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Outstanding (Asian) AustraliansBookmark

Learning area: Civics and Citizenship, English, History
Year level: Year 6
Country: Bangladesh, Cambodia, China, India, Sri Lanka, Vietnam
General capability:

This learning sequence explores what is meant by the term being 'Australian'. Students research more precise definitions used when immigrants become Australian citizens and analyse contributions made by recent immigrants from across Asian nations.


Engage

  1. As a class, brainstorm the positive aspects of what it means to be an Australian. Use a shared brainstorming space such as Padlet or PrimaryPad to gather everyone's thoughts.
  2. Watch the video (below). Add any ideas you get from the statements and images in the video to your class' brainstormed list.

  3. Read the poem What It Means To Be Australian by Year 6 student Frances Grealy. You might have a few students read it aloud. Discuss whether the poem adds anything to your brainstormed list.
  4. Find a partner and discuss what each of you think it means to be an 'Australian'. Connect your ideas to your own experiences and what you've just seen and read to justify a point of view. Ask specific questions to clarify your partner's ideas and review what's expressed to arrive at either an individual or a shared definition.

Resources


Explore

When immigrants apply for citizenship, they use a number of resources (such as the website, a DVD and a booklet) provided by the Department of Immigration and Border Protection.

Task 1 - Australian Citizenship

  1. Open the edited version of the booklet Australian Citizenship: Our Common Bond and go to the second page where you will see the Australian Citizenship Pledge. Read the pledge. Summarise the main points of the pledge.
  2. Go to page 4 focusing on 'Australia's democratic beliefs, rights and liberties'. Read through the page and add any aspects listed here that were not highlighted during the class brainstorm from the Engage activity. Do the same for pages 5-6 on Our Freedoms and Our Equalities, and page 7 for Responsibilities and privileges. Complete your own response for:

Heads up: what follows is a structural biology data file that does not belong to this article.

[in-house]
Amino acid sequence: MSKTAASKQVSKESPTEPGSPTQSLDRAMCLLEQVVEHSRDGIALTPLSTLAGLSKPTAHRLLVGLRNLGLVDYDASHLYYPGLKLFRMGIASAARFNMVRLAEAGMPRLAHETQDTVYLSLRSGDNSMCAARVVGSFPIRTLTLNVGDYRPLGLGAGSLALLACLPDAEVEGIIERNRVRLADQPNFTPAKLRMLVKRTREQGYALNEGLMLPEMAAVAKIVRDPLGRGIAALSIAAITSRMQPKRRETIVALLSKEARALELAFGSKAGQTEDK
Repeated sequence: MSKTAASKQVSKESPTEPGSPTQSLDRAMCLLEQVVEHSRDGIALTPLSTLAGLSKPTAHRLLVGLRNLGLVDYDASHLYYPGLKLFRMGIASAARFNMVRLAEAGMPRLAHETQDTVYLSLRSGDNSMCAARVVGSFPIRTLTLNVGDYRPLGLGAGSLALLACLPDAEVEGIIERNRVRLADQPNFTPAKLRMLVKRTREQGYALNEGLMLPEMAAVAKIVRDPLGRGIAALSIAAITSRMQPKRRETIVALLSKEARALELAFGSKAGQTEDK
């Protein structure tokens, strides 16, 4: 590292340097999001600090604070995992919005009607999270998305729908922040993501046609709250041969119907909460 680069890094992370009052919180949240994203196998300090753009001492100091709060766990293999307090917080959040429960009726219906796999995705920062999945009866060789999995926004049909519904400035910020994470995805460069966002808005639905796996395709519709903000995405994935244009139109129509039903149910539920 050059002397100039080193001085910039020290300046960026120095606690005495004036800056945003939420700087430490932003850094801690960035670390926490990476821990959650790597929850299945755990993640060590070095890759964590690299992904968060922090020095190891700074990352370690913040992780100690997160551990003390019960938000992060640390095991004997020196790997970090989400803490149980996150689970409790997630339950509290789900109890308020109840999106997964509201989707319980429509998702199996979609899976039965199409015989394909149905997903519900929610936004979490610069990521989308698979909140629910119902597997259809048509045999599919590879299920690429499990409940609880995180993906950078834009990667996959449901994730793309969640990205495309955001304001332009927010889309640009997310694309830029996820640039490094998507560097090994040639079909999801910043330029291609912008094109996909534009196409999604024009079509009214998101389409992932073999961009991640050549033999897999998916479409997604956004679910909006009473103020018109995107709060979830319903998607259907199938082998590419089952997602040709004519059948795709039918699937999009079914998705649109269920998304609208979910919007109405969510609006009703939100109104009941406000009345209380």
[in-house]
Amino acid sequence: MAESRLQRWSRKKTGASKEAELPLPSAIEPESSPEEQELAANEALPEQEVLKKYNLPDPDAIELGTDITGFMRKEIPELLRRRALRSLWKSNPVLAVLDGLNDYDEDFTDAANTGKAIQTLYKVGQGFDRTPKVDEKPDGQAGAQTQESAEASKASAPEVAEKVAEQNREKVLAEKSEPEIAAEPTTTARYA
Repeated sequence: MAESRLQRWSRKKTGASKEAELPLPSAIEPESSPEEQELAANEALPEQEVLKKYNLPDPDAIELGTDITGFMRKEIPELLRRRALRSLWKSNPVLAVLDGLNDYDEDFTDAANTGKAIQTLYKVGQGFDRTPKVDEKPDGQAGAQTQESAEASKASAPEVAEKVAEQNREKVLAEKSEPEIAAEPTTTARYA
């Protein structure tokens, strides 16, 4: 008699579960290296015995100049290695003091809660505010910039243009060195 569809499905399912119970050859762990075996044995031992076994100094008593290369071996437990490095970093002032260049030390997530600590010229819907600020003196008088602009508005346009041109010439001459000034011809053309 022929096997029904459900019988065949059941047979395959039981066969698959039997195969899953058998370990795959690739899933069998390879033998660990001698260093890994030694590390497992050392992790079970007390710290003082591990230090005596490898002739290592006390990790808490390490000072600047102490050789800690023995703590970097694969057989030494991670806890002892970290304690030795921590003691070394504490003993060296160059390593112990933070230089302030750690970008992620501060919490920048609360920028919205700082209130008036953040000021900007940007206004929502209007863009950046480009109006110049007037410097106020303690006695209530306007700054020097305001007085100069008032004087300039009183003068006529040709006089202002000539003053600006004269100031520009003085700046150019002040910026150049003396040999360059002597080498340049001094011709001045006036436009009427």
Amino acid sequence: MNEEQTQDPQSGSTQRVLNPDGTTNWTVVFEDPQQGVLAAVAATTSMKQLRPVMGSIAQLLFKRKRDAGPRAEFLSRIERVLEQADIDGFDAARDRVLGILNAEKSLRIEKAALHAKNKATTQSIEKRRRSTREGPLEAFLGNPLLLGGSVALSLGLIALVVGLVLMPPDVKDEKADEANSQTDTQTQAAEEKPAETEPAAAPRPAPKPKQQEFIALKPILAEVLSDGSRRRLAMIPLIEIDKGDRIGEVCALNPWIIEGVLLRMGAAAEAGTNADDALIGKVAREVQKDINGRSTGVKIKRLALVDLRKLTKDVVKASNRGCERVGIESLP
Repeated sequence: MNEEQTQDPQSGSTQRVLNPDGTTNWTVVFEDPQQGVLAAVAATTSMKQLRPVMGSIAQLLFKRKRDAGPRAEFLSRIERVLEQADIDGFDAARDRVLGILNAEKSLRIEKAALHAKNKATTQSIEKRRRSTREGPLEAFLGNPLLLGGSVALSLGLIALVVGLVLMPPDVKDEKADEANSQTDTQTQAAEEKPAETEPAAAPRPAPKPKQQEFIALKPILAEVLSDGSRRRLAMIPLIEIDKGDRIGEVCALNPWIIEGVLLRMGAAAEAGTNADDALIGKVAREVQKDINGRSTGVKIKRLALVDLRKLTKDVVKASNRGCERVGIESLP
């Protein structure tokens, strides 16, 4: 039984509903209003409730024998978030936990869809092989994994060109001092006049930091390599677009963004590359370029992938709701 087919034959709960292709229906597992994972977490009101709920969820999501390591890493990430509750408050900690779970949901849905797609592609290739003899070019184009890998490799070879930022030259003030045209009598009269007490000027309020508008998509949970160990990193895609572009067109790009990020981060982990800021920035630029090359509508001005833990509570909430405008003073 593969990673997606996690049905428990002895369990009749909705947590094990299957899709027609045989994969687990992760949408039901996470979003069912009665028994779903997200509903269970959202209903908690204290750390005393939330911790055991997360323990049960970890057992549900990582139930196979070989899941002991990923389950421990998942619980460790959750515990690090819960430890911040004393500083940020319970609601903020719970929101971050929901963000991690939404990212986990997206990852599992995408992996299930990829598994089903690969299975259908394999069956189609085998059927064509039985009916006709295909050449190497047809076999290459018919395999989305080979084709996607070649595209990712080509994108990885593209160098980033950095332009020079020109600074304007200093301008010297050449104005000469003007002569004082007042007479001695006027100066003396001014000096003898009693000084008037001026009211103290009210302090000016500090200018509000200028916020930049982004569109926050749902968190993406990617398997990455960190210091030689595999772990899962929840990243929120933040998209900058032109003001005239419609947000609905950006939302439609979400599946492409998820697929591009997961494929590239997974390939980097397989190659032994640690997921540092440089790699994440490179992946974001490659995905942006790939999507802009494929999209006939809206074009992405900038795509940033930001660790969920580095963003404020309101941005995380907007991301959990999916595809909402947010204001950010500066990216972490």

• 'I used to think… but now I think…' about what it really means to be an Australian.

Task 2 - Australia and Me

  1. Look at the link for the Australia and Me videos from the Department of Immigration. You will find personal stories from Australian immigrants who have made lives for themselves in their new country. Choose one to watch in its entirety.
  2. Identify specific things from the video that you think are examples of being a 'good Australian'. Record these details in your notes.

Task 3 - Australian of the Year

  1. Open the link Australian of the Year Honour Roll. You can use the searches for specific countries linked in the digital content or enter your own search terms for the countries of Asia. Not everyone listed will be from these nations (many have done good work in those countries). Look for people on the Honour Roll who are Australians of Asian heritage.
  2. Read through the profiles for at least three honoured Australians on the roll.
  3. Identify specific elements from the profiles that you think illustrate examples of being a 'Good Australian'. Record these details in your notes.

Reflect

Australian of the Year Walk location in CanberraAustralian of the Year Walk

You may have visited the Australian of the Year Walk in Canberra. Along Lake Burley Griffin is a row of stone bollards, each one bearing a plaque for every Australian of the Year.

As the historian Mark McKenna notes on The Australian of the Year website, there are more than 30 blank bollards waiting for future winners.

  1. After watching the videos and reading the profiles of Asian Australians who have already contributed to our country or have been recognised on the Honour Roll, you have probably gained some new insights about the lives of these great Australians.

    When I first saw the plaques, last December, I counted at least another 40 standing beyond the one that bears the name and photograph of the 2007 Australian of the Year, Professor Tim Flannery. These blank plaques - memorials to the future - stand as if waiting for the years to pass before they can be filled in and become whole. Yet strangely they seem more intriguing than the plaques that precede them. It is possible to imagine the line of blank plaques stretching one endlessly, and their emptiness begs the question: What sort of nation will Australia become over the next few decades?

    –Mark McKenna, 'The Nation Reviewed,'The Monthly, No. 32, March 2008, 10 and 'The Australian of the Year' website.

  2. Reflect on the question posed by Mark McKenna given this positive contribution of more recent immigrants:

    What sort of nation will Australia become over the next few decades?

  3. Write a reflective paragraph exploring this question.

It is recommended that teachers preview websites to ensure they are suitable for their students prior to use in class.

Content accessed via these links is not owned or controlled by the Asia Education Foundation and is subject to the terms of use of the associated website.

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